Brighton Fringe

Fringe REVIEW: James Dean is dead! (Long live James Dean) @The Warren Theatre Box

Brian Butler May 25, 2018

It’s no coincidence that iconic movie star James Dean’s middle name was Byron – named after the equally iconic, young, charismatic gay poet.

“THOSE whom the Gods love, die young,” could equally apply to both geniuses – and playwright Jackie Scarvellis draws the parallel several times in this highly episodic look back at the Hollywood’s star’s short 24 year life.

Literally rising from the grave Dean, played beautifully by Kit Edwards lifts the lid on both New York and Hollywood in the 1950s in a pre-Weinstein era of sexual predation.

The play pulls no punches about the hustler life which Dean adopted. He repeatedly tells us “I do anything to get what I want ” – “your dick opens more doors than a pass key – it’s a Hollywood audition – a game . You walk out the bedroom, you walk out of Hollywood.”

The play depicts an atmosphere of greed, of grab and get in a period when America was paranoid post-war and when it felt like anyone could be President or a movie star. Bit like today then ? Yes indeed and of course the playwright draws clear parallels with what’s happening today. But we don’t see Dean as a victim – he’s always on top sexually and will take any kind of risk he can for the thrill.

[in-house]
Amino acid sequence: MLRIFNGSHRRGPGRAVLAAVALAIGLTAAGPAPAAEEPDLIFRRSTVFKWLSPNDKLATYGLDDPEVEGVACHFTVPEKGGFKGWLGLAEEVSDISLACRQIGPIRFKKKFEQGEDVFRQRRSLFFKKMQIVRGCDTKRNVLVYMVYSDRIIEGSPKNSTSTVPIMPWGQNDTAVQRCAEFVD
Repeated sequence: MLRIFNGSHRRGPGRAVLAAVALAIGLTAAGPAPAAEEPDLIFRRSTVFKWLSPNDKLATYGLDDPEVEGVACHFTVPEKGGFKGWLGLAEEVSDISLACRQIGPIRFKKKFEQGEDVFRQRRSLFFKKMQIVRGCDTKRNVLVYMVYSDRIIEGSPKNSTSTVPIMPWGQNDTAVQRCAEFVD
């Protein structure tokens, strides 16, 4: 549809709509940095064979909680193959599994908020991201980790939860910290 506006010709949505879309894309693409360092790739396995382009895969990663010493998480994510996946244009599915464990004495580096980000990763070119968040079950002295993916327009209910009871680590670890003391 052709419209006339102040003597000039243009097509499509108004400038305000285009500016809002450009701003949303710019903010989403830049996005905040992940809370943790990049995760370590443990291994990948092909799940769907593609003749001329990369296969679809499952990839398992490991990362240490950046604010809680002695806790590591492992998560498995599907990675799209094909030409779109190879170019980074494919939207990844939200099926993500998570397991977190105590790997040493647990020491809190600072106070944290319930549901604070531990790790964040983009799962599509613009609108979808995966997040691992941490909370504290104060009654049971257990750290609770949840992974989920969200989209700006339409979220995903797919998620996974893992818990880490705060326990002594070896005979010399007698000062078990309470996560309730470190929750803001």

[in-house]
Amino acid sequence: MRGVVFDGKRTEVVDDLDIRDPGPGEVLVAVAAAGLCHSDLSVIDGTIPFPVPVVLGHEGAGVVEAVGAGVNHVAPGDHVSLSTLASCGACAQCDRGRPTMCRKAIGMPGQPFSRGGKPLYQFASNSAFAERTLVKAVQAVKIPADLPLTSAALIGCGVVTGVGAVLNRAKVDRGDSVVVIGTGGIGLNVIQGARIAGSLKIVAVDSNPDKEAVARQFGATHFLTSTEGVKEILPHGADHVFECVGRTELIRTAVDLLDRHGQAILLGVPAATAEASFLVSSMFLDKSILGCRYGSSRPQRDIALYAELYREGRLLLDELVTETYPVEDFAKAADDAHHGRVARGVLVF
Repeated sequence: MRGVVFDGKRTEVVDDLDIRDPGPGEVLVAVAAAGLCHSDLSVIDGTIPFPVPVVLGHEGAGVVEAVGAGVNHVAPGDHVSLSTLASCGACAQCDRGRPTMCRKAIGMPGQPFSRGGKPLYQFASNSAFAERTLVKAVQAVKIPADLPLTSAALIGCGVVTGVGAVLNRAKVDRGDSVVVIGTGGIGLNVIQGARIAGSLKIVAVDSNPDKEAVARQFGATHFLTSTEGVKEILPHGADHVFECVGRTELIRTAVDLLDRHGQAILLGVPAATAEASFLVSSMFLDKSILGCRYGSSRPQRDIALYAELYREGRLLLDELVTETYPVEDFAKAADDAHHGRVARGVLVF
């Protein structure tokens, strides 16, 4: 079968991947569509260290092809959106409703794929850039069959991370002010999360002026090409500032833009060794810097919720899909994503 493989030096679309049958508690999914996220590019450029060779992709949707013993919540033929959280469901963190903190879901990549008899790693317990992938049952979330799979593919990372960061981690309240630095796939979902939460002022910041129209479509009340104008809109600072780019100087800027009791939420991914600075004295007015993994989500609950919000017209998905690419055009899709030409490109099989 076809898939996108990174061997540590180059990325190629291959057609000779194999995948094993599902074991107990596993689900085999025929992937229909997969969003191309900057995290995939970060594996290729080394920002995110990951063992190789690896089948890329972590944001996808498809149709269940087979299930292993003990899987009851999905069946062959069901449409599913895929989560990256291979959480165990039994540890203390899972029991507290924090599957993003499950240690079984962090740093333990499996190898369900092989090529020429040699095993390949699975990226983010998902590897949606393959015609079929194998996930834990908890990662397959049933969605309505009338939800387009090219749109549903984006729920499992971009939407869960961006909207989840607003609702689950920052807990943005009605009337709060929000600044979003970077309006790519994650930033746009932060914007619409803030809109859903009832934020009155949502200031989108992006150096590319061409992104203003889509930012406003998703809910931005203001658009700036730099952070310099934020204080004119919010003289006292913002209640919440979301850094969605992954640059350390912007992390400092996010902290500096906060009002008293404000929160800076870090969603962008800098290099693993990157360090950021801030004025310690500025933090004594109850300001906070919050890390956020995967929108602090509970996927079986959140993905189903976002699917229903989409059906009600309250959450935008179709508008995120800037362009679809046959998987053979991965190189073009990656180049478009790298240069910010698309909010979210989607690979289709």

But in Kit Edward’s subtle playing, we also see how unhappy, vulnerable and empty Dean really was. One of his biggest fears – “being fat and 50″. Well of course it was never to be.

While we can share vicariously in his explicitly described sexual adventures, we may not agree that the sex improved his acting as he claims. Others describe the adventurous young actor as “a talent but undisciplined” and Dean seems to have embraced this idea – making all his characters real by risk-taking.

Self-obsessed to the bitter end of his horrendous car crash, he seems more concerned to have lost his looks in the accident than that he lost his life.

But of course he hasn’t lost his life – he lives on in his films and his white tee shirt and 101 jeans, though he ends with the great fear of all stars – that one day he will be forgotten.

Kit Edwards is electrifying, hugely physically attractive, and manages the many mood swings with a style that is very easy to watch. If you sit near the front, you also get his full-on physical presence as he eyeballs you.

The show continues tonight (25) and 26 and 27 at the Warren Theatre Box.

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Review by Brian Butler